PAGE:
By Mandy Bartok
Children love them, so do adults. Yuruchara is the short form of yurui character, which is a term for Japanese mascot characters. “Loose” in literal translation, they are generally laid-back, fun, and lovable. The characters are usually created by local governments, organizations or companies to promote a place or region, an event or a tourist attraction. Mostly cute, adorable, quirky or simple in design, many of these characters incorporate culture, history or products they represent.
Although the concept of mascots existed since the 1980s, it was only after the creation of Hikonyan, a mascot created by the city government to celebrate the 400th anniversary of Hikone Castle in Shiga prefecture in 2007 that started the current increasing popularity of character mascots. Some of these mascots have become so popular that they have gained fame worldwide.
Much like a human being, usually each mascot have their own unique names, gender, birth date, likes and dislikes, hobbies, favorite food, and more. Some of the mascots have their own websites, own television programs, a whole range of merchandise, and their images plastered across souvenirs and advertising billboards. They sometimes help to promote local tourism, and educate on local culture. The more popular mascots even has had an impact on the economy. One of the most well-known characters, Kumamon from Kumamoto prefecture, has generated 124 billion yen in tourism, product sales, and advertising.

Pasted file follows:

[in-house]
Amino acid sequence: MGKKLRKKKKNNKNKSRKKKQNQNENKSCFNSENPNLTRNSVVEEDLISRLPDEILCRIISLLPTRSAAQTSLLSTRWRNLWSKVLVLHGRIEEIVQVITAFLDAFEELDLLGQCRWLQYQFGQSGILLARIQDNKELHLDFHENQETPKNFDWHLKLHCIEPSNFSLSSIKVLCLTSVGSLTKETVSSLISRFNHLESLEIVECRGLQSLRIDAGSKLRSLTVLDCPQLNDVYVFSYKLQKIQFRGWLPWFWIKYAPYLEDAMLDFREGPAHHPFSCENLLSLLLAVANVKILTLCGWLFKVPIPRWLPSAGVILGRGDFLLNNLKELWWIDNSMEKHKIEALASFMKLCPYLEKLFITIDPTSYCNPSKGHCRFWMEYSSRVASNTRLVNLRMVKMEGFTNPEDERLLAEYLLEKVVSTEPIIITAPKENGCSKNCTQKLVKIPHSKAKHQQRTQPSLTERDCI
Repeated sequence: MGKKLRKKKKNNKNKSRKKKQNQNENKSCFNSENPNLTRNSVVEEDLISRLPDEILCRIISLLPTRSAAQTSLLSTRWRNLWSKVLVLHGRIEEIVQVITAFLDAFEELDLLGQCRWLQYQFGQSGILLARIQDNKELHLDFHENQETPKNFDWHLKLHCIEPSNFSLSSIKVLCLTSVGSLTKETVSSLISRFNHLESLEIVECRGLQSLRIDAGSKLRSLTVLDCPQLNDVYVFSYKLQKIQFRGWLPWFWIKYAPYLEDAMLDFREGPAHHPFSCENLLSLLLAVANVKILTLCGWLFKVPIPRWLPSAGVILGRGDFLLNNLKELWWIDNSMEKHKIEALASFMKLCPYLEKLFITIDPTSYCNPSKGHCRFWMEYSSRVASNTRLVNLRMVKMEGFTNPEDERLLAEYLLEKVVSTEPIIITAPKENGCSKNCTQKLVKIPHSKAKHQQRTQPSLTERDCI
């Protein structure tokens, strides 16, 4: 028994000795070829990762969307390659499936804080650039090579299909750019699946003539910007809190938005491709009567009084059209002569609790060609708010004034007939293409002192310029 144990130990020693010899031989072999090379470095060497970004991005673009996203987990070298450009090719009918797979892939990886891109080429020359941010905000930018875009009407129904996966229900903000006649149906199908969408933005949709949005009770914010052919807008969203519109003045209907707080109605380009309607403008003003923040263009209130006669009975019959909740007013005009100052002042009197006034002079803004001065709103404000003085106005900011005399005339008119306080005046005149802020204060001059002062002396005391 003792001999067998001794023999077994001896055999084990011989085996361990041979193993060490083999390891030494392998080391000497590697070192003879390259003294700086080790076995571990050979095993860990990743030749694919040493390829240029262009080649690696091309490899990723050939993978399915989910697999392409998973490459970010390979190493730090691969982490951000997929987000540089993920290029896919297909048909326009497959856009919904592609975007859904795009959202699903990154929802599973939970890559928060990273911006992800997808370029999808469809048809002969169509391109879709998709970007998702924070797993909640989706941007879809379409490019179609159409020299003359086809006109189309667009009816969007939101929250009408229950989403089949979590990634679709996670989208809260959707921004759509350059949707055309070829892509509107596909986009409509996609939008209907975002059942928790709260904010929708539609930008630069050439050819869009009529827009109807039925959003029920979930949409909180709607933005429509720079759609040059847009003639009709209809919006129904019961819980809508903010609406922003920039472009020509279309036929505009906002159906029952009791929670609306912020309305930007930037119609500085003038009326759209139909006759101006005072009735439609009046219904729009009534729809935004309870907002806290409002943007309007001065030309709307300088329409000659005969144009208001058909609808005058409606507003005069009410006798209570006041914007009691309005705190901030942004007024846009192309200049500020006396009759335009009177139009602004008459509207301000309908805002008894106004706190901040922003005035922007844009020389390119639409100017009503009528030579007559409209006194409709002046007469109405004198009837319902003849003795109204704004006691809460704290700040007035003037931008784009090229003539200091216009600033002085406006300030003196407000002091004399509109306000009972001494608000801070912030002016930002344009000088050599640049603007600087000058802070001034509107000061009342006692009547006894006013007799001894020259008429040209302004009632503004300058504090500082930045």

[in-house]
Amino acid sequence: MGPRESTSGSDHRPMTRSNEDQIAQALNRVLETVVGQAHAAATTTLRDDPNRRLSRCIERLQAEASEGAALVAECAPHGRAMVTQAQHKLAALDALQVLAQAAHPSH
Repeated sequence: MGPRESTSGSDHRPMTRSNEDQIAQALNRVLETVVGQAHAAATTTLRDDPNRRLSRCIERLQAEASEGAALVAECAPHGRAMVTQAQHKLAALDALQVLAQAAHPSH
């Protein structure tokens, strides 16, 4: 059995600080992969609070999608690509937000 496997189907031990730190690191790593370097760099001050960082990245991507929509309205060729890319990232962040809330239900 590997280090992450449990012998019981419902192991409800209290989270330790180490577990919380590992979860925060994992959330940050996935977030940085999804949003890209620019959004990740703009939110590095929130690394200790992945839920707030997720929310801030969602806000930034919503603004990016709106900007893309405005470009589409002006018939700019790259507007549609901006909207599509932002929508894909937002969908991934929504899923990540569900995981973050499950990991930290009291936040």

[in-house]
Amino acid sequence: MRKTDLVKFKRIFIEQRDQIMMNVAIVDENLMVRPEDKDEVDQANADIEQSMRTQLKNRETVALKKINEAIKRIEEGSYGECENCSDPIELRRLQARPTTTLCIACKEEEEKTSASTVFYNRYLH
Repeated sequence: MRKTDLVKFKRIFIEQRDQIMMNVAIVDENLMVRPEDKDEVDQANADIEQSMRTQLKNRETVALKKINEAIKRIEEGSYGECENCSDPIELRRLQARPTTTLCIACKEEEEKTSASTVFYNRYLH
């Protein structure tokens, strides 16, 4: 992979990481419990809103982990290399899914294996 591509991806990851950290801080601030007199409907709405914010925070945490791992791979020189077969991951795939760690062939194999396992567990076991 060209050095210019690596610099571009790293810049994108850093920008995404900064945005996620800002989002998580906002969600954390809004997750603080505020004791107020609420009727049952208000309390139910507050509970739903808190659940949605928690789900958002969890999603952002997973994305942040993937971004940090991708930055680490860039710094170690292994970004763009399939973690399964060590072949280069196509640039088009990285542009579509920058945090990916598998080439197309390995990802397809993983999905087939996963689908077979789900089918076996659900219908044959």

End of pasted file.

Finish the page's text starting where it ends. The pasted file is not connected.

Competition between the mascots is fierce. Some of the lesser known ones have difficulties to remain popular, or even stay alive. Since 2010, there is an annual event, the Mascot Grand Prix, whereby the mascots gather every year, and the public can vote for their favorite mascot. Companies have a different competition from prefecture ones. Winning the event will definitely be a boost to its popularity. Both old and new mascots take part in this, and the number of entries have been increasing every year. This year's version is to be held in Mie prefecture on the 18th and 19th of November. Check out their home page here.
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I still clearly remember the day I first landed in Japan, and since then it has been my goal to set foot in all 47 prefectures. I try to look for less touristy areas, preferring the countryside to the city. I'm always amazed by the many Haagen Dazs and ice cream flavors available only in Japan.